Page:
We've heard it too many times, mobile phones and tablets are creating addiction in their users. But they are, as you know, also wonderful tools. We've set to discover some apps that would make screen time something that would help us reconnect with nature and that would teach us a thing or two.
Here are our top picks for the Summer holidays (and beyond):
1. Project Noah
My personal favourite, Project Noah is a global study that encourages nature lovers to document wildlife as they encounter it: snap a picture with your phone and share it with the thousands of users using the phone app or the web community. You can go into missions, help identify organisms and learn about different species. It is also a great tool for teachers and has a special section to help you turn your students into citizen scientists. Furthermore, Project Noah encourages citizen science by linking up with existing surveys including the International Spider Survey and the Global Coral Reef Monitoring Network. Available for iPhone and Android devices.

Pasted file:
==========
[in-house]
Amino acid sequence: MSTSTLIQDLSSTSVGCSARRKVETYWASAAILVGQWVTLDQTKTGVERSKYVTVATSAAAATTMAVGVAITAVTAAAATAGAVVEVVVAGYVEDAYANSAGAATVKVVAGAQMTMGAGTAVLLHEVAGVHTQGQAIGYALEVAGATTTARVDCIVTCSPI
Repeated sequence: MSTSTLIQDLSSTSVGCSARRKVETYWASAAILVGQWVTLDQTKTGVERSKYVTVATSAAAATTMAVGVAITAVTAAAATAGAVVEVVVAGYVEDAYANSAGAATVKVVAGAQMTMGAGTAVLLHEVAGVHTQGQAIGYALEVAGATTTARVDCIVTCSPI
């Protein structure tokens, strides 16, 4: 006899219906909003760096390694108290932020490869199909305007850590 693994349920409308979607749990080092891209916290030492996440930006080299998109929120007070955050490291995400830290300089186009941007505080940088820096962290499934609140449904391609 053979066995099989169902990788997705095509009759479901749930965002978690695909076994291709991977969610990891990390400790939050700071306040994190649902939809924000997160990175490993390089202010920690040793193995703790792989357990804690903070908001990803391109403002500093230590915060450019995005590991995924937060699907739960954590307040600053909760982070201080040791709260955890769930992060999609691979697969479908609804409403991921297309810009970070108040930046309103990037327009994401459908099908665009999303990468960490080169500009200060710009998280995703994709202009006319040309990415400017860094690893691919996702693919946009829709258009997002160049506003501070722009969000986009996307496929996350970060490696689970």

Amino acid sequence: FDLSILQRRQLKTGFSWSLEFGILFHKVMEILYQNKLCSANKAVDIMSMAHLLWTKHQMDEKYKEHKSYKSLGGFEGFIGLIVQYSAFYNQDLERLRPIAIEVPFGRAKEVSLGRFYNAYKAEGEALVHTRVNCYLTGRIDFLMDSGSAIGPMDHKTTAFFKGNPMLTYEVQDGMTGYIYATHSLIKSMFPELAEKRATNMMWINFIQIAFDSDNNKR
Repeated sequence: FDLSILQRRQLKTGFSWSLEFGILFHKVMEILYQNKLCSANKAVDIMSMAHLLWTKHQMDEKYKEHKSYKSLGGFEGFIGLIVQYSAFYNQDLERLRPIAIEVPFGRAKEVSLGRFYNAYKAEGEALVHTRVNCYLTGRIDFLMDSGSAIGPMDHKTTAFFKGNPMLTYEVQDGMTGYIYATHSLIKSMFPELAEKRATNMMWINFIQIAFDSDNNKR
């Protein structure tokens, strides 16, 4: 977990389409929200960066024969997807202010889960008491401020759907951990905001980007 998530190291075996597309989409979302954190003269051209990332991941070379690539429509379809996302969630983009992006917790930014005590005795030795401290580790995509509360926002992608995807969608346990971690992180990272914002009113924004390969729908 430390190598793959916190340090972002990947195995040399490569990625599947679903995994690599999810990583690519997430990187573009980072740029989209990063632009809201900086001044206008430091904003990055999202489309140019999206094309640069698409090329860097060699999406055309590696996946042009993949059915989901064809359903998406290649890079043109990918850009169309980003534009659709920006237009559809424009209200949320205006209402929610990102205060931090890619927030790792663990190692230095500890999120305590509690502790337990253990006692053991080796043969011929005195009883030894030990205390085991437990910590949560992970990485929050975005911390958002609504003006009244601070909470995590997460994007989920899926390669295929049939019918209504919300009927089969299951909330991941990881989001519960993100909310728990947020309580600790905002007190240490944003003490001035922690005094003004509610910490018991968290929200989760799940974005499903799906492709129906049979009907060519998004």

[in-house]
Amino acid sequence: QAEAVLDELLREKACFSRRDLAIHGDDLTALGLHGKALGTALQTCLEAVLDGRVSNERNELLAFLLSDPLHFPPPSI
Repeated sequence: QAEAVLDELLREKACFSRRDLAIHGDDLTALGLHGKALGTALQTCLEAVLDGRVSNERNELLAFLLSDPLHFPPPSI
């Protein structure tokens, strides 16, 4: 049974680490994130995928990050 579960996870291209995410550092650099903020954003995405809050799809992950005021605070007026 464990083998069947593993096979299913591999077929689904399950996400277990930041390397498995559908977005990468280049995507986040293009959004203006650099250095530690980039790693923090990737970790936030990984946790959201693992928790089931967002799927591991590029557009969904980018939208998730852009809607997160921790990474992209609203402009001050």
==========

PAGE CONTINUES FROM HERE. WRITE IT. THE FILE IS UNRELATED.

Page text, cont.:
This app was developed together by a group of experts that include the Bat Trust and the Zoological Society of London as part of a global bat monitoring programme covering at least 16 countries. With it you can detect and record more than 900 species of bats with the help of an ultrasonic microphone. The soundscapes are uploaded a website that identifies each of the calls to build an accurate picture of bat populations, you'd be contributing essential information for future conservation efforts. Available for iPhone and Android devices.
Not a phone app but a web tool, this is a wonderful tool for finding out about the birds in your garden or the ones you spot on your hikes. As everything RSPB it is comprehensive and highly informative.
The Nature Finder app from The Wildlife Trusts is a brilliant way to plan your wildlife excursions and learn about the animals you see while you’re there. It includes a map of more than 2000 nature reserves, lists of events, information on UK wildlife species and a directory for all 47 Wildlife Trusts. Available for iPhone and Android devices.
Similar to Project Noah, this app by the Open University lets you upload and identify your observations and share them with the community and allows you to interact with experts. Although it wasn't set as a scientific tool the project has already identified two species previously unrecorded in the UK: a bee-fly(Systoechus ctenopterus) and euonymus leaf notcher moth (Pryeria sinica).
Do you have a favourite app to connect with nature? Let us know in the comments.